What other ways are there to capitalize on your ideas rather than a startup?
I was wondering if there were any other ways to capitalize on your ideas without having to start a company. Suppose I am able to design a basic prototype already - how should I proceed? How have inventors been able to sustain themselves with their creation without starting a company?
You can license your idea to a company already doing business.
Find a company that would best utilize your idea, develop a relationship so that you can set up a licensing arrangement with them. This practice has worked with many companies who have relied on ideas from other entrepreneurs and inventors who do not want to deal with the cost of starting a company.
As others have mentioned, rather than starting up a company, you can license the idea to another entity. You'll need a patent or at least a patent pending. You could target either established businesses or a startup/entrepreneur depending on your idea and the market(s) for your idea.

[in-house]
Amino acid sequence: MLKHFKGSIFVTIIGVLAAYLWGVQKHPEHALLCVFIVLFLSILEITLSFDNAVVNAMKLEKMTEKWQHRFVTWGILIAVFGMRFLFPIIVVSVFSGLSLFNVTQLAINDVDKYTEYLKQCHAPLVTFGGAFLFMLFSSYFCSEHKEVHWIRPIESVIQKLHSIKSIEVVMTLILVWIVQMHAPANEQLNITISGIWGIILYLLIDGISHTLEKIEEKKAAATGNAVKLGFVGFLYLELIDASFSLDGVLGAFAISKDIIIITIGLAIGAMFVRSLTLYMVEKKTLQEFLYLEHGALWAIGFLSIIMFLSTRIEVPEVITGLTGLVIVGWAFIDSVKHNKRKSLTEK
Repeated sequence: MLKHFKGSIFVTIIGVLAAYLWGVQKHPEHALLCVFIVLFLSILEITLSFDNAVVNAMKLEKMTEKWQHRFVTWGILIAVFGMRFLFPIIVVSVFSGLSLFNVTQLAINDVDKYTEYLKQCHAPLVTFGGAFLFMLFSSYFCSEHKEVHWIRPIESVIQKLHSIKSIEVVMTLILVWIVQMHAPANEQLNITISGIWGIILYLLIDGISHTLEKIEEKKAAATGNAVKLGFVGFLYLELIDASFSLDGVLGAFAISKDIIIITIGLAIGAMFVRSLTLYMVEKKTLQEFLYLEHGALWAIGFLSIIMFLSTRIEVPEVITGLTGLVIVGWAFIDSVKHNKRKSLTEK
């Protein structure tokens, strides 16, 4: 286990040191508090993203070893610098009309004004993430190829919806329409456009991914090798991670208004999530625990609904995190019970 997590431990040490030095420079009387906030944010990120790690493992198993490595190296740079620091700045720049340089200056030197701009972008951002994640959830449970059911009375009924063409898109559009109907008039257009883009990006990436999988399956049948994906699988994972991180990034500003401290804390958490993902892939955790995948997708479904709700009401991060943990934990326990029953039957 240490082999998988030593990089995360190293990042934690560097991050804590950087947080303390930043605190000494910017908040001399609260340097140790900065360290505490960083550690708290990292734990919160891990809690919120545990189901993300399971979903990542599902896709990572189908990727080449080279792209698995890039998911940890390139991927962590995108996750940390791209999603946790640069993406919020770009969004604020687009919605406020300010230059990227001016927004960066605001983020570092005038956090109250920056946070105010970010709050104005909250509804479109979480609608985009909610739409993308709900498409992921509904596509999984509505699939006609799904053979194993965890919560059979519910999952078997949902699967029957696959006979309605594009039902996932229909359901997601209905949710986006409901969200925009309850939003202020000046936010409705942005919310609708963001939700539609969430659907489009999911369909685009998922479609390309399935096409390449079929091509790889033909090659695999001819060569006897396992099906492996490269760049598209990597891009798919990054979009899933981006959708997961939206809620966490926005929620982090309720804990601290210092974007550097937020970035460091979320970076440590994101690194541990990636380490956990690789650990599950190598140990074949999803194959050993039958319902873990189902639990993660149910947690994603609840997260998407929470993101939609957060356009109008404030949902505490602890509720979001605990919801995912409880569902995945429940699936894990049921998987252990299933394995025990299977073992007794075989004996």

For liability reasons, you may wish to still start up a company though (an LLC for instance) to assign any patents and, subsequently, any license agreements. Essentially, this would just be a holding company for your idea(s).
Having an advisory board will help. First you need subject matter expertise. No matter how revolutionary your idea, some other company has been working in that field for years. Use social media tools such as LinkedIn and Twitter to find the best and brightest leaders in your industry. If your idea is as great as you believe, they will be eager to get involved.
You can develop a quality plan for your idea and then use that to pitch it to VC's who are willing to buy your ideas. This presents a win/win situation for both you and the VC.
Some ideas require lots of selling. Develop your elevator pitch, especially focusing on identifying the customer and the benefits they will receive. You will have to help your potential partners know how to sell it.